Commemorating the 76th Anniversary of the Battle of Guadalcanal

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DEAR EDITOR, the Solomon Islands Prime Minister, the Hon. Rick Hou, spoke yesterday during the commemoration of the 76th Anniversary of the Battle of Guadalcanal.

The Prime Minister in invoking memories of the battle that raged in the Solomon Islands now 76 years ago, used some fine words which centered on reconciliation, common interests and shared values and remarks which are worthy of quoting.

The PM reportedly said.

“Solomon Islands, which once provided a battle field for Japanese and US Allied Forces, now enjoys a cordial relations with both the US and Japan respectively.”

He went on to talk about how the battle had brought cooperation between Japan and the USA and said how this had become a telling factor that “peace is within our reach if we allow it to prevail, and the power of reconciliation can turn adversaries into friends.”

Prime Minister Hou also emphasized the very strong bonds of friendship and cooperation that now existed between the USA and Japan.

During the commemoration ceremony nine relatives of Solomon Islands Scouts and Coastwatchers were presented with medals in remembrance of the service and sacrifices their forbears had made during the Second World War.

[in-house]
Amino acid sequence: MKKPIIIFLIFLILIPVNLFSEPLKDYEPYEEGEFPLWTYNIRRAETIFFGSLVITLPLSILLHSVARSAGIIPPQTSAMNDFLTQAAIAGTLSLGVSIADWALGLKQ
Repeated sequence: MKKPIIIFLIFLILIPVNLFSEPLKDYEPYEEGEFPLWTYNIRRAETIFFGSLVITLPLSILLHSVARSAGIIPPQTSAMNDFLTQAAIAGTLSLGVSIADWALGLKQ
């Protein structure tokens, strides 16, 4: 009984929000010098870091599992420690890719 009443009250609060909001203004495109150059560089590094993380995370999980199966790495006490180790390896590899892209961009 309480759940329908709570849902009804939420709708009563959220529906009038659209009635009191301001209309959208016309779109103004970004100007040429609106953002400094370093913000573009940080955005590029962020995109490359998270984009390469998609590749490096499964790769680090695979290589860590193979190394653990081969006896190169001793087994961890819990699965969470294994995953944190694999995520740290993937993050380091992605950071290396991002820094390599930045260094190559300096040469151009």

The medals were made possible by the Government of Australia.

At each annual commemorative ceremony I think back of the outstanding service to the nation by Sir Jacob Vouza, KBE, GM, MBE, CPM an early member of the Solomon Islands Police.

All the former Scouts and Coastwatchers demonstrated courage and valour during the battle but Sir Jacob Vouza’s name and service has been inexplicably woven into the battle for Guadalcanal.

It was a privilege during my brief term in office during 1997 and 1998 to officiate at a wreath laying ceremony at Rove during which Sir Jacobs, son, the late David Vouza, laid a wreath at the foot of the monument featuring a statue of his father.

Yesterday’s commemorations in Honiara were especially fitting because of the fine words having been spoken but also because it should never be forgotten the tremendous losses on both sides with approximately 7,100 casualties for the US and 38,000 for the Japanese.

“Lest we Forget.”

Yours sincerely

Frank Short